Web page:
POT-4 For Age-Related Macular Degeneration Shows Positive Safety Profile
Potentia Pharmaceuticals, a privately held biotechnology company developing medicines for the treatment of age-related macular degeneration (AMD), presented Phase I data last week during the Retina Subspecialty Day at the American Academy of Ophthalmology (AAO) Annual Meeting in Atlanta, GA. The data was from the ASaP (Assessment of Safety of Intravitreal POT-4 Therapy for Patients with Neovascular Age-Related Macular Degeneration) clinical trial for the company's leading drug candidate, POT-4, which is being developed for the treatment of AMD.
The ASaP trial is a first-in-man, multi-center, single escalating dose study. The interim results of this trial revealed no drug-related toxicity based on clinical signs, ophthalmic examinations, or laboratory results at any time point monitored in patients treated with up to 150 microgram/dose of POT- 4. Additionally, no serious adverse events and no identifiable intraocular inflammation were reported.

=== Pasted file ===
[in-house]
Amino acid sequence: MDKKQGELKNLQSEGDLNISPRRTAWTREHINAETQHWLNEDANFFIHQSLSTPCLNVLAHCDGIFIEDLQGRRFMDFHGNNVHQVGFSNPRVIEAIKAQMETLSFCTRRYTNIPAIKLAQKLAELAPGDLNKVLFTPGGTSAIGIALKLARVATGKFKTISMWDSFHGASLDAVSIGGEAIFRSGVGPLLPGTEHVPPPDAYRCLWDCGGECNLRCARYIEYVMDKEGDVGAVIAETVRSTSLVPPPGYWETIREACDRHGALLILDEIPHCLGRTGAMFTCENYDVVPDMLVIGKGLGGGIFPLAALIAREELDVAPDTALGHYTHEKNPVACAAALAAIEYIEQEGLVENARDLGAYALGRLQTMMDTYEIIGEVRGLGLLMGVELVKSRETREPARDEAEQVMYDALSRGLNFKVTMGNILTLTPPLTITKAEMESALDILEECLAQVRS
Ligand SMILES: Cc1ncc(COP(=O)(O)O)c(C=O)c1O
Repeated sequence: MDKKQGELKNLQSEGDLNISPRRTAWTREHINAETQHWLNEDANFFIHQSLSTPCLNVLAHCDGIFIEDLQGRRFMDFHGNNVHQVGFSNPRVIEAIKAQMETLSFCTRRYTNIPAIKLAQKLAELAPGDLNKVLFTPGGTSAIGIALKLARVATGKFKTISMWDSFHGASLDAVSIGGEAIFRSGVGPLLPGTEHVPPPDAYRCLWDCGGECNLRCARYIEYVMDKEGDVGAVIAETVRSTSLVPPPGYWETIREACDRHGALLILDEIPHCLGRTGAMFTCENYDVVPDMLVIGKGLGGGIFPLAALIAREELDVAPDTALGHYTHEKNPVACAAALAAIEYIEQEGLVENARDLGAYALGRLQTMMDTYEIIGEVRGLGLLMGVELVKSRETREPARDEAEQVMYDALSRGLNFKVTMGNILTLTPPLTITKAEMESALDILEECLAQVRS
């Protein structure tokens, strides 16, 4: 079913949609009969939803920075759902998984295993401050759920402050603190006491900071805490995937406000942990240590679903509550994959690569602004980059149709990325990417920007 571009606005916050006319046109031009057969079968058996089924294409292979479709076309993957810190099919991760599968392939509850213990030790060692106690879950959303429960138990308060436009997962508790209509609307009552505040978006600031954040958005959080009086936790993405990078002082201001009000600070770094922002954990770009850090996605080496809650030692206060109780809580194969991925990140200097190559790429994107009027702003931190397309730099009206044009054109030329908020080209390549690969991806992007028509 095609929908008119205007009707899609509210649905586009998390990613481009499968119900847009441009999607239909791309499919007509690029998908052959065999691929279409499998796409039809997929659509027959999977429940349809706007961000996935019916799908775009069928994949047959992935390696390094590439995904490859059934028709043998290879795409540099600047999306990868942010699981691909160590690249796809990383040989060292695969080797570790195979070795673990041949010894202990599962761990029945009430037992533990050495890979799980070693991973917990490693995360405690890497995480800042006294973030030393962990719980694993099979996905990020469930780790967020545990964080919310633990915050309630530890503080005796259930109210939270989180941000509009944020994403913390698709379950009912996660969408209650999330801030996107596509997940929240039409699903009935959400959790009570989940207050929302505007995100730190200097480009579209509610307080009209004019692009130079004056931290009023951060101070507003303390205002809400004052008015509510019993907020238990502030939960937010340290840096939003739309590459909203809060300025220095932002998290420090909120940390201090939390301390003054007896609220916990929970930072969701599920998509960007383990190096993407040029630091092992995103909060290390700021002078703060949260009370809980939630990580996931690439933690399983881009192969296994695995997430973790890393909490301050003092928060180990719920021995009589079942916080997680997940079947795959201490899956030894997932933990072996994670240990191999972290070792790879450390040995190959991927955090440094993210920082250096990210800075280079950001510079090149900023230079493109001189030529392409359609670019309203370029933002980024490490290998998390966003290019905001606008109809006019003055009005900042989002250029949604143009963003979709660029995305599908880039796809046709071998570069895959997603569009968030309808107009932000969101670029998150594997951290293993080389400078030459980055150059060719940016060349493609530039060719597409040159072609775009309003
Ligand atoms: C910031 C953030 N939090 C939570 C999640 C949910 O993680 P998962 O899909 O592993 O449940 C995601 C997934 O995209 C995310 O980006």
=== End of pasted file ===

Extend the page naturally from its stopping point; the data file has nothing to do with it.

Preliminary results indicate that intravitreal POT-4 is safe, and the data accumulated so far support the continued investigation of POT-4 for the treatment of both dry and wet AMD with larger randomized clinical trials to further define its efficacy profile.
"These safety data strongly support the further development of POT-4 as a potential treatment for patients with AMD," said Cedric Francois, President and CEO of Potentia Pharmaceuticals. "We believe that the product has significant promise based on these early-stage findings and look forward to further testing of the compound in higher doses as we continue this trial."
POT-4 is a complement inhibitor, which shuts down the complement activation cascade that could otherwise lead to local inflammation, tissue damage and upregulation of angiogenic factors such as vascular endothelial growth factor (VEGF) in the eye. Based on this mechanism of action, POT-4 holds the potential to be effective against both dry and wet AMD.
AMD is the leading cause of blindness in the elderly of the western world and affects more than 10 million patients in the United States alone. The current standard of care for AMD relies primarily on angiogenesis inhibitors, an approach geared towards the approximately 10-15% of AMD patients with complications resulting from ocular angiogenesis (growth of new blood vessels and bleeding in the back of the eye). No drug currently on the market has been approved for the treatment of the remaining patients, who suffer from the so-called "dry" form of the disease.